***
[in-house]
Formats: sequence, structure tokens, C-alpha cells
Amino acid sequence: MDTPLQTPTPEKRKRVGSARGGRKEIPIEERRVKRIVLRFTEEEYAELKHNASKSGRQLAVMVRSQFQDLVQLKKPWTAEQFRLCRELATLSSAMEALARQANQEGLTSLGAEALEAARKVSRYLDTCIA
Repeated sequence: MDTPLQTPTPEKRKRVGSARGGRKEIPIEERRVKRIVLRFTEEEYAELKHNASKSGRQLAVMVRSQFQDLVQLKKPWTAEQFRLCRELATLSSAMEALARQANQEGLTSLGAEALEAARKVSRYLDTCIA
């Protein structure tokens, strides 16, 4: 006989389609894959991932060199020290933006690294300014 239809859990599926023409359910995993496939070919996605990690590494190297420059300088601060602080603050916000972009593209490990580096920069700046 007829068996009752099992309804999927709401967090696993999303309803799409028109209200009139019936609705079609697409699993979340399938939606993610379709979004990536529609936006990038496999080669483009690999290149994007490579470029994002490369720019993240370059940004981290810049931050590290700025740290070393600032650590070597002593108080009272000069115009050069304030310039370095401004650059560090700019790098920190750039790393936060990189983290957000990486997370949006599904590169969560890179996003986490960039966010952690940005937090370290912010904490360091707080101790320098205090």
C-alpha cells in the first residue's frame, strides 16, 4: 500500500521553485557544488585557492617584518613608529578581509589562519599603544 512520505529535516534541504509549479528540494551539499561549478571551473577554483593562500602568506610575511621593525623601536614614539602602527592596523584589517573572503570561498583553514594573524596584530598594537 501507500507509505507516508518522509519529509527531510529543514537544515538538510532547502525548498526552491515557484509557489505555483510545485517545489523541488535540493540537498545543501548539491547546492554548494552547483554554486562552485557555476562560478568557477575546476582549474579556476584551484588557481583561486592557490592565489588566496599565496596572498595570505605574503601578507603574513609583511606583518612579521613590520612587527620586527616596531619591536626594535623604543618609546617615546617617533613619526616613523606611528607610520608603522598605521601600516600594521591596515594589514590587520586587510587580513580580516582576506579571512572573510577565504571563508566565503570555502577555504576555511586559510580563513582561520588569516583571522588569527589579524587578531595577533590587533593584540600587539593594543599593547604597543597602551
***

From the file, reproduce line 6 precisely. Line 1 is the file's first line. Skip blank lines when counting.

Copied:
C-alpha cells in the first residue's frame, strides 16, 4: 500500500521553485557544488585557492617584518613608529578581509589562519599603544 512520505529535516534541504509549479528540494551539499561549478571551473577554483593562500602568506610575511621593525623601536614614539602602527592596523584589517573572503570561498583553514594573524596584530598594537 501507500507509505507516508518522509519529509527531510529543514537544515538538510532547502525548498526552491515557484509557489505555483510545485517545489523541488535540493540537498545543501548539491547546492554548494552547483554554486562552485557555476562560478568557477575546476582549474579556476584551484588557481583561486592557490592565489588566496599565496596572498595570505605574503601578507603574513609583511606583518612579521613590520612587527620586527616596531619591536626594535623604543618609546617615546617617533613619526616613523606611528607610520608603522598605521601600516600594521591596515594589514590587520586587510587580513580580516582576506579571512572573510577565504571563508566565503570555502577555504576555511586559510580563513582561520588569516583571522588569527589579524587578531595577533590587533593584540600587539593594543599593547604597543597602551